Marty Cohen & The Sidekicks

  • Genres
  • Americana
  • Folk
  • Awards and Nominations
    • SAMMIES 2018 Winner★ Folk/Bluegrass ★
  • Musicians
    • Jeff Sears — acoustic guitar, bass, harmony vocals
    • Ken Rabiroff — acoustic lead guitar, bass, harmony vocals
    • Marty Cohen — acoustic guitar, harmonica, lead vocals
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Country comfort

Published 03.29.18

The music from this veteran trio is difficult to categorize but not so hard to enjoy if you’re in the mood for some unadulterated harmonies, gentle strumming and picking. Marty Cohen calls what his band does “urban folk,” which probably serves them well in the venues where they’ve found their most responsive audiences. If you listen closely to their renditions of Cohen’s songs, you’ll hear the underpinnings of Americana and pop music as well.

The band’s most recent release, No Grudges, is an accomplished production, sounding fresh and sincere and as if the musicians were discovering the music for the first time when they entered Steve McLane’s 3 Seal Studios. Cohen’s inspired storytelling comes to life, drawing from a variety of source material, including the current state of the nation, which informs the title track. He turns out a lovesick song, of sorts, name-checking familiar geography on “Highway 99.” 

As the lead vocalist, Cohen guides the Sidekicks through smart arrangements. Ken Rabiroff’s guitar accompaniment is tasteful and restrained, while bassist Jeff Sears anchors the trio’s tight sound.  Both sidemen contribute vocal harmonies that fit like a comfortable jacket.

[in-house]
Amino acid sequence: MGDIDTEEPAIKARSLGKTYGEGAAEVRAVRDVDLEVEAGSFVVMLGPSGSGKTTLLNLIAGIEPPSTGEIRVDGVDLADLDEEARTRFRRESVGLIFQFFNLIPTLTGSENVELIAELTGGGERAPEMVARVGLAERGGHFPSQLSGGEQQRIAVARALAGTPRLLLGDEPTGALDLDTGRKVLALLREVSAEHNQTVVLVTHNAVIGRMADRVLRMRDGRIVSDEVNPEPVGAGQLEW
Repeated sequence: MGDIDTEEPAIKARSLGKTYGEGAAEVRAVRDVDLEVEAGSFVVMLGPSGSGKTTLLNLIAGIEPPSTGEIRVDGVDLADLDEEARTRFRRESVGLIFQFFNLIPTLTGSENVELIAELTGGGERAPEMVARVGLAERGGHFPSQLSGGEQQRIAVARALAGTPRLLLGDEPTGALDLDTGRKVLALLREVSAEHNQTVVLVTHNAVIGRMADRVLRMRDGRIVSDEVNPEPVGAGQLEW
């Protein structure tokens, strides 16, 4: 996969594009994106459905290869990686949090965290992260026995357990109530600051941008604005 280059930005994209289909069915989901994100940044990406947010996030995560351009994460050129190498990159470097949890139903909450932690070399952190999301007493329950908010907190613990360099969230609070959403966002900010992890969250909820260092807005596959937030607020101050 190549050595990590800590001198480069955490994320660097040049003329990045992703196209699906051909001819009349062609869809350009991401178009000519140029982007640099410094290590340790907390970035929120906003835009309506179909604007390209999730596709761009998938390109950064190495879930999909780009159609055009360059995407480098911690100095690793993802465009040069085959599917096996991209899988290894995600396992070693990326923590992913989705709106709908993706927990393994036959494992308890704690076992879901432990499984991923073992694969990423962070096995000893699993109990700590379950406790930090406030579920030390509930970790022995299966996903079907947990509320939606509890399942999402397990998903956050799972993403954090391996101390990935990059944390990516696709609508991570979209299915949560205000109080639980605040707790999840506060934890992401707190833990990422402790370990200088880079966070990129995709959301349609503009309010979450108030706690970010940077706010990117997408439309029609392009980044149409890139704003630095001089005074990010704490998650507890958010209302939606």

While Cohen and his cohort are no strangers to the Sacramento music scene, the band performs throughout Northern California, generally triangulating around Nevada City, Lodi and Benicia, where they play nightclubs, restaurants, wineries and music stores. They even gigged at the Sacramento International Airport, where they were twice part of the Sacramento County Holiday Music Series. 

Cohen’s musical journey began in 1973, when he arrived in Sacramento after hitchhiking from the East Coast. He’s one of a handful of performers, along with Mike Justis, who played at the Fox & Goose back in the day, and continue to return to that famed venue regularly.

Cohen describes the relationship between bandmates: “We’re like a three-legged stool, but more musical.” The band returns to live performing in April after a winter of musical hibernation.

Q & A

Describe the worst gig you've ever played: What happened, and how did you recover?

A gig in Tahoe years ago: A blizzard hit, the power went out, everyone left and the owner would not let us stay at the club overnight. We had to dig our car out and try to drive back to our cabin a mile away. Two hours later, we made it back.

How do you describe your music to people?

Urban folk with a pop twist.

Name a recent personal food trend.

Cohen: Black Bear Diner.

Rabiroff: Veggies.

Sears: Tapas.

What did you want to be when you were 7?

Cohen: 8.

Rabiroff: Ricky Nelson.

Sears: Zorro.

What drives you to keep playing even though the music industry can be so harsh?

We play for the love of music and our fans, not for the industry!

What's a big musical inspiration that would most surprise your fans?

Cohen: My father, who sang with the Glenn Miller Band during World War II.

Rabiroff: My love of John Coltrane.

Sears: The Beatles (no surprise!).

What's your favorite local artist/group (other than yourself, smartypants)?

Cohen: The Michael Justis Band.

Rabiroff: Bob Woods.

Sears: Barwick & Siegfried.

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